Nidara Perfumes

Which Eleven Perfumes for Vegans?

  • By: Rena Tatton
  • Date: October 4, 2021
  • Time to read: 8 min.

Eleven perfumes for Vegans

When it comes to choosing a perfume, it can prove to be challenging but when you are a vegan it is even more of a challenge as you have to ensure your scent is animal and cruelty free.

There are more vegans than ever before in the UK. In 2006 there were approximately 150,000 vegans but that number has risen to 540,000 and is still growing according to the Vegan Society.

As a consequence, brands are desperately striving to meet the increasingly eco-friendly demands but as we all know in order to make sure that what you are buying is vegan friendly you have to do your research.

What makes a perfume non-vegan?

If you are a vegan and a perfume lover not only do you have to avoid fragrances with extracts of milk, honey, leather and beeswax but also secretions from animals which are often used as fixatives to make a scent last longer.

It is cruel to make an animal suffer just for the sake of humans smelling good.

One example is Civet which comes from the anal glands of the endangered wild cat found in India and Africa. 

Civet cat

 Even if you research this on a particular brand it does not mean that it will necessarily be listed as one of the ingredients. Companies are not legally obliged to disclose the ingredients used in their scents. This is because they are deemed to be “trade secret formulas” and are exempt. Most commonly used words are fragrance, perfume or parfum on the ingredients list.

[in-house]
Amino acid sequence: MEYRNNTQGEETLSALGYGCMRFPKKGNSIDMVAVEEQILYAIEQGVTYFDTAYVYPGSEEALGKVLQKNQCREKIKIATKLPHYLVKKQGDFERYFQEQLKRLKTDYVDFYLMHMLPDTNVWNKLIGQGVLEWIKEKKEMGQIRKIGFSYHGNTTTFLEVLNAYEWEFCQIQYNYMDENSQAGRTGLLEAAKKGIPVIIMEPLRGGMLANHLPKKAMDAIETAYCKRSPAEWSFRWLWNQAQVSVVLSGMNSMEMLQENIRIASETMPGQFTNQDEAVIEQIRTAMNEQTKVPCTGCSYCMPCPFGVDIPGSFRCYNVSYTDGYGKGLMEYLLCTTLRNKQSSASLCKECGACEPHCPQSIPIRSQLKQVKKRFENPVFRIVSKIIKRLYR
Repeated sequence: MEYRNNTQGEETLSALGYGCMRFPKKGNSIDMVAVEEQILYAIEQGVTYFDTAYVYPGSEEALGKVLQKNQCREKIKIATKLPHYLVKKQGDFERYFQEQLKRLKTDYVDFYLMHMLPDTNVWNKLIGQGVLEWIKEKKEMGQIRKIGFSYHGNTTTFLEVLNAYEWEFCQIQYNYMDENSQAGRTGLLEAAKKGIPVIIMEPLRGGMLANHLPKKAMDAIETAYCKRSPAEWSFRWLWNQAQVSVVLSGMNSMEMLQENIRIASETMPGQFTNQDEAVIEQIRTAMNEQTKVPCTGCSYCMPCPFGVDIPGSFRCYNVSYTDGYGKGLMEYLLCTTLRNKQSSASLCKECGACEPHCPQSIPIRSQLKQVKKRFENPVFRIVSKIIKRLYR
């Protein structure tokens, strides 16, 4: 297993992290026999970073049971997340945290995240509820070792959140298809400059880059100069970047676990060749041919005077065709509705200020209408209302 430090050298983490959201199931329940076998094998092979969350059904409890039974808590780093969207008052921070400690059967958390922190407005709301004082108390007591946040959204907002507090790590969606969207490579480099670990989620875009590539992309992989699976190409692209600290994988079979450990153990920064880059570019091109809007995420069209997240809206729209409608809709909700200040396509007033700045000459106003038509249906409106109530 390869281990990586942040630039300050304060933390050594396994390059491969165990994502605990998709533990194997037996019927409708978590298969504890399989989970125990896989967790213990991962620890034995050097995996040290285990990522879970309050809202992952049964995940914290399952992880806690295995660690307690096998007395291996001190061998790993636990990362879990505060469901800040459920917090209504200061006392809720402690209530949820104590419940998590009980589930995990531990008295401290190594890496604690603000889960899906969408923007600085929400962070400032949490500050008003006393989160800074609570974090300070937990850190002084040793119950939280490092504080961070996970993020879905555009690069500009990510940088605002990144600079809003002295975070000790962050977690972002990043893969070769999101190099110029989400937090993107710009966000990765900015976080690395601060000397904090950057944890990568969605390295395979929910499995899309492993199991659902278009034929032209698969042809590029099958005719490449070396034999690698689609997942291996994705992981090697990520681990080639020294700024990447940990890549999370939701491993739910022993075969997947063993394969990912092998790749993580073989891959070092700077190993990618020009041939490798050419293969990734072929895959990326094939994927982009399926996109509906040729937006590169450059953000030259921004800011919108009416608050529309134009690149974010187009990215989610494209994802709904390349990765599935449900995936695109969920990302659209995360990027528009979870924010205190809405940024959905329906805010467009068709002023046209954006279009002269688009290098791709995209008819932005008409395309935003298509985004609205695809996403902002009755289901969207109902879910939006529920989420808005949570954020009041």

Other animals to suffer in the name of creating a fragrance to smell good for humans are:

East Asian musk deer and North American and European beavers, killed for their musk and castoreum

. There is also ambergris extracted from a sperm whale intestines.

Are Synthetic Perfumes any Better?

With more and more people caring about animal welfare some perfumers now use synthetics with a similar sensual, animalistic aroma.

The more commonly used ingredients include civetone, muscone and ambroxide, with synthetic musks being used in approximately 99% of modern perfumes.

The problem with this is although it may be vegan the frequently used polycyclic musks are non-biodegradable petrochemicals and with increased use will affect your body and the environment.

Possible health concerns upon skin absorption include hormone disruption which is linked to breast and prostate cancer, thyroid problems and possible reproductive problems.  They can also trigger allergic reactions although it is also true to say that many natural ingredients can also irritate skin.

Are Vegan Perfumes Natural and Organic?

Not all vegan perfumes are fully natural and free from synthetics but are widely considered safe in small amounts.

The biggest complaint about natural perfumes is that the scent does not linger. There are several vegan perfumes that are 100% and will appeal to men as well as women and, even if you are not vegan, by default they are also cruelty-free so you can wear them guilt-free.

A list of vegan perfumes both 100% and otherwise will appear at the end of this article together with a description of each one for you to consider and perhaps in the future purchase.

Tips for Longer Lasting Perfume

This depends on the concentration for instance Eau de Parfum has a higher concentration of oils and will last longer than the cheaper but weaker Eau de Toilette.

Spray perfume at close range onto key areas of the skin that emit heat for instance the back of your neck, behind your knees and ankles instead of applying to your wrists. Hair and clothing fibres trap perfume, so it is worth misting yourself before going out.